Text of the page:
2017 Year in review

Each year I like to reflect on what I’ve accomplished over the last 365 days, reviewing any major wins, lessons learned, and failures too. Last year was full of adventure: new products, new friends, and a new baby. Here’s what’s new.

ThemeBeans Annual Review

While the theme market in general has tanked for the vast majority of theme developers, ThemeBeans has been growing quite consistently. I suppose that’s because there are still folks who pay for quality code and thoughtful design. Year over year, ThemeBeans saw a 58.8% growth in revenue and an 19.9% increase in average revenue per customer. Both metrics are attributed to the new Theme Club offering solid marketing strategies, further exposure through content offerings and of course auto-recurring licenses.

I launched two new commercial WordPress themes (Ava and Tabor), both of which were very successful campaigns, as well as a free theme on the WordPress directory (York Lite).

I also refinished my shop’s website and introduced the Theme Club annual membership, which were both hits. We closed 752 tickets with an annual happiness score of 92%. There is still room for improvement, but I like where we’re headed. ?

If you’re in the WordPress theme business, you know that a theme requires quite a good bit of maintenance throughout its lifecycle. Plugins are no different in this matter, except that themes deal with compatibility issues not limited to a specific functionality or scope; it’s site-wide. I take updates seriously, providing value in both maintenance and new features. Over the year, I single-handedly published 144 WordPress theme updates across my entire catalog and migrated 8 of my older themes to the latest development framework. Whew! 2017 has been a solid year at ThemeBeans. Even with all the uncertainty and complete saturation of the WordPress theme economy, I’m stoked on how well the shop is performing. This year, I learned that effective marketing is the key to success in today’s market. Having a good product doesn’t mean anything if no one can find you.

Login Designer

I launched the Login Designer MVP over the WordCamp US weekend in December and it’s received quite a bit of attention since then. To kick it off, Login Designer was hunted on Product Hunt with over 300 upvotes through the first weekend. Super cool! ?

Here’s a quick video showcasing the plugin:

In the plugin’s first month it has been downloaded 2,223 times and has recorded just over 600 active installs.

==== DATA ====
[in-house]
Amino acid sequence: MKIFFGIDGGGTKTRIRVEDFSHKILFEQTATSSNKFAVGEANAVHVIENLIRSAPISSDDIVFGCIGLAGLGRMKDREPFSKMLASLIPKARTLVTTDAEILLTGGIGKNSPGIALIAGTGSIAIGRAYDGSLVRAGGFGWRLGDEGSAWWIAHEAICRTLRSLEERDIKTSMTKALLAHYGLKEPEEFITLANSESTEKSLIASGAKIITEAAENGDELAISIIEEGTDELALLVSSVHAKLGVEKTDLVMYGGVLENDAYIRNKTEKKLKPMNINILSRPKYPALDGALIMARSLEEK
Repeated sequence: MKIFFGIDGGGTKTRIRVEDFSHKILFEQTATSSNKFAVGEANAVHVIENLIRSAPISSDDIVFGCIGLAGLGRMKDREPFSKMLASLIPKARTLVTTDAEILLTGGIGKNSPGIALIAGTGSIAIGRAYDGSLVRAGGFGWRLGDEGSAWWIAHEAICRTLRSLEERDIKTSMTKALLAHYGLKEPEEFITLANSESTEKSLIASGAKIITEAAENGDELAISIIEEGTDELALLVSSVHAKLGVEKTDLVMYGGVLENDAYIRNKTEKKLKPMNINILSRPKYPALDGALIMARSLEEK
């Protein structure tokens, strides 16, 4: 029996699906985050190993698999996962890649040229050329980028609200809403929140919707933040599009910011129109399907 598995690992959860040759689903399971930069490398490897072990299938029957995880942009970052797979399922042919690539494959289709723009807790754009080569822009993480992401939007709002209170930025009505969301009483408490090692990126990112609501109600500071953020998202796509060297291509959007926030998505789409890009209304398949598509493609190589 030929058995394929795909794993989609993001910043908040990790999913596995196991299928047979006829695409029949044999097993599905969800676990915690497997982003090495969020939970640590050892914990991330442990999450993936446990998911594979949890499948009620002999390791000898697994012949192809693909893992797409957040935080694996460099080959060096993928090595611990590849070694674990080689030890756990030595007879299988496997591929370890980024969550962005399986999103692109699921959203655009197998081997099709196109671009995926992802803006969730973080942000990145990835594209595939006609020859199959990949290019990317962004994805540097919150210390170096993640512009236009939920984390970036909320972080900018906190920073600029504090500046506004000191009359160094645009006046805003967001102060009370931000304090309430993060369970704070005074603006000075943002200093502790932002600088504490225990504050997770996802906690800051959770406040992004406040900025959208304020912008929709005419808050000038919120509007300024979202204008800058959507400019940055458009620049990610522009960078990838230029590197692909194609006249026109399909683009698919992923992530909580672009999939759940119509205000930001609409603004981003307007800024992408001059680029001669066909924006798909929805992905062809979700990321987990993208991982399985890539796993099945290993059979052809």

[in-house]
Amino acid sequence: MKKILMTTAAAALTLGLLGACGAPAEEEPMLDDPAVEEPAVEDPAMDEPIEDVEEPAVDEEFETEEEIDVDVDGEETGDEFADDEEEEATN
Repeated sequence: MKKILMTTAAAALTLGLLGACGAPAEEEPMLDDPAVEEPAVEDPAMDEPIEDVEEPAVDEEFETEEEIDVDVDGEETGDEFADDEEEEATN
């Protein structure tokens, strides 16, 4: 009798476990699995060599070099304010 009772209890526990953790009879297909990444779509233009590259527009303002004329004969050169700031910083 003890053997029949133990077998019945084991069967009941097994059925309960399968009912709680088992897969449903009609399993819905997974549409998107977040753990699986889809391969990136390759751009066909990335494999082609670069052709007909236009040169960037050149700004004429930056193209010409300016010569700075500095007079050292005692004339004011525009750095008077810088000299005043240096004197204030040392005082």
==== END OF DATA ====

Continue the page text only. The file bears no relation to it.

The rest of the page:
Edit: Now there are over 3000 active installs, with 20 or so 5-star ratings!

While there’s currently nearly a dozen or so WordPress login page editors on the plugin directory, there are none that capitalize on the Theme Customization API like Login Designer does. I built the plugin to be hyper-focused on providing a brilliant customizing experience — one that folks are obviously enjoying.

I have a lot of plans for Login Designer in 2018, including a paid version of the plugin which will house quite a bit of extended functionality. Subscribe here, if you want to be the first to know when it hits.


One of my personal goals for last year was to write and share more. 2017 was the first year I really doubled down on publishing content. I wrote 14 new articles which garnered 38,041 views.

That’s an 110% percent increase in page views from 2016!

My most popular post by far was my announcement of Merlin WP, which received just over 21k views by itself.

I also re-launched my blog with a new design and content-focused strategy. I then published the WordPress theme I use, which has been really well received and quickly became one of the year’s most popular WordPress themes at ThemeBeans.

Merlin WP

Merlin WP is my stab at addressing the generally awful first touch user experience for WordPress themes. It’s my most popular GitHub repository and has been a great learning experience overall.

There’s a lot of work that goes into an open source project like Merlin WP, and I still have a few issues I’d like to resolve before marking it “good to go.”

I have been testing the wizard within a few of my less popular WordPress themes with pretty good results, and I hope to roll the wizard out across my entire catalog soon.

To top it off, I’ve been chatting with the folks who run OCDI to see about merging their content importing functionality with Merlin WP’s experience. I’m not entirely sure it’ll happen, but if it does – this would be huge.

Now let’s get personal

I personally hit quite the speed bump dealing with the stressors of a newborn when our baby girl was born late March. Looking back, much of the stress came from the trials of transitioning to life with two young children. I became irritable at home and much less productive at work. Only recently have I emerged from under the burden of stress by really diving deep and taking a look at the mental gymnastics that I was putting myself through. And while I will have days that feel overwhelming, I also have a loving wife who has my back.

Other cool stuff

A lot more went on throughout the year. Here’s a quick-fire list of more cool stuff that happened in 2017:

Overall, 2017 was phenomenal

Cheers to 2017 for a brilliant, fast-paced, yet incredibly satisfying year. I learned a lot, built more, met some wonderful folks and laid the groundwork for future endeavors. Looking forward to this next year, I am particularly excited about Gutenberg. The modern content creation experience will be fantastic for users and there is a lot of potential for a future commercial Gutenberg block market. The sky is the limit. Bring on 2018.

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